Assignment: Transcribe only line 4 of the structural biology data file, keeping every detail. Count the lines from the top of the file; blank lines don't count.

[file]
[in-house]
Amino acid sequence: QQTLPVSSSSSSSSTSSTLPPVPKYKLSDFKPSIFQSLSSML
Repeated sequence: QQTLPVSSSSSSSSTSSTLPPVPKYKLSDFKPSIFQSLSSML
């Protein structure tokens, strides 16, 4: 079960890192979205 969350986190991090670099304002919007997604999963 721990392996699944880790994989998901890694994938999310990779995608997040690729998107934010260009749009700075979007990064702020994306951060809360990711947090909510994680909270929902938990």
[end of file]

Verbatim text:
């Protein structure tokens, strides 16, 4: 079960890192979205 969350986190991090670099304002919007997604999963 721990392996699944880790994989998901890694994938999310990779995608997040690729998107934010260009749009700075979007990064702020994306951060809360990711947090909510994680909270929902938990």